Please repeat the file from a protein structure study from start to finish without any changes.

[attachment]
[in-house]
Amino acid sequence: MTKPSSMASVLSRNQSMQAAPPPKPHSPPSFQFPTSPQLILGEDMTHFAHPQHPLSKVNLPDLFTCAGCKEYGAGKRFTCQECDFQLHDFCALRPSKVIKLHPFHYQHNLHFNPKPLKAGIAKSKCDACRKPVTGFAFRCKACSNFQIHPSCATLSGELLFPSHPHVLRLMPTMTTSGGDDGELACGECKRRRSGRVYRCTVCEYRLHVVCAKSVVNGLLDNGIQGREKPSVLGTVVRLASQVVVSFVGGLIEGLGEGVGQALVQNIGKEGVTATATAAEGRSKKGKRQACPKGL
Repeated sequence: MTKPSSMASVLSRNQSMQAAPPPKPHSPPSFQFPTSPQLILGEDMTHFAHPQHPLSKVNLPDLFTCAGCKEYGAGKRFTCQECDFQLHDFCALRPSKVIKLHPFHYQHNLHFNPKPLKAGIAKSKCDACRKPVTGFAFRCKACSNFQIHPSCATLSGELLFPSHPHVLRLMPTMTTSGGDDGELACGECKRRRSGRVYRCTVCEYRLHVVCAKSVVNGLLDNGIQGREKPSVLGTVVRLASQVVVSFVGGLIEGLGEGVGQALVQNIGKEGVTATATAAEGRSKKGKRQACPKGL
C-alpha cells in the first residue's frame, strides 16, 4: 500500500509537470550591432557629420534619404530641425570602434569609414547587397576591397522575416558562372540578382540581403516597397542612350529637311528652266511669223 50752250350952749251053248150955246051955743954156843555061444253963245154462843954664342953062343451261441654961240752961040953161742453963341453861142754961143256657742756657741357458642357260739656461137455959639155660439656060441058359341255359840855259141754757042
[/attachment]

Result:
[in-house]
Amino acid sequence: MTKPSSMASVLSRNQSMQAAPPPKPHSPPSFQFPTSPQLILGEDMTHFAHPQHPLSKVNLPDLFTCAGCKEYGAGKRFTCQECDFQLHDFCALRPSKVIKLHPFHYQHNLHFNPKPLKAGIAKSKCDACRKPVTGFAFRCKACSNFQIHPSCATLSGELLFPSHPHVLRLMPTMTTSGGDDGELACGECKRRRSGRVYRCTVCEYRLHVVCAKSVVNGLLDNGIQGREKPSVLGTVVRLASQVVVSFVGGLIEGLGEGVGQALVQNIGKEGVTATATAAEGRSKKGKRQACPKGL
Repeated sequence: MTKPSSMASVLSRNQSMQAAPPPKPHSPPSFQFPTSPQLILGEDMTHFAHPQHPLSKVNLPDLFTCAGCKEYGAGKRFTCQECDFQLHDFCALRPSKVIKLHPFHYQHNLHFNPKPLKAGIAKSKCDACRKPVTGFAFRCKACSNFQIHPSCATLSGELLFPSHPHVLRLMPTMTTSGGDDGELACGECKRRRSGRVYRCTVCEYRLHVVCAKSVVNGLLDNGIQGREKPSVLGTVVRLASQVVVSFVGGLIEGLGEGVGQALVQNIGKEGVTATATAAEGRSKKGKRQACPKGL
C-alpha cells in the first residue's frame, strides 16, 4: 500500500509537470550591432557629420534619404530641425570602434569609414547587397576591397522575416558562372540578382540581403516597397542612350529637311528652266511669223 50752250350952749251053248150955246051955743954156843555061444253963245154462843954664342953062343451261441654961240752961040953161742453963341453861142754961143256657742756657741357458642357260739656461137455959639155660439656060441058359341255359840855259141754757042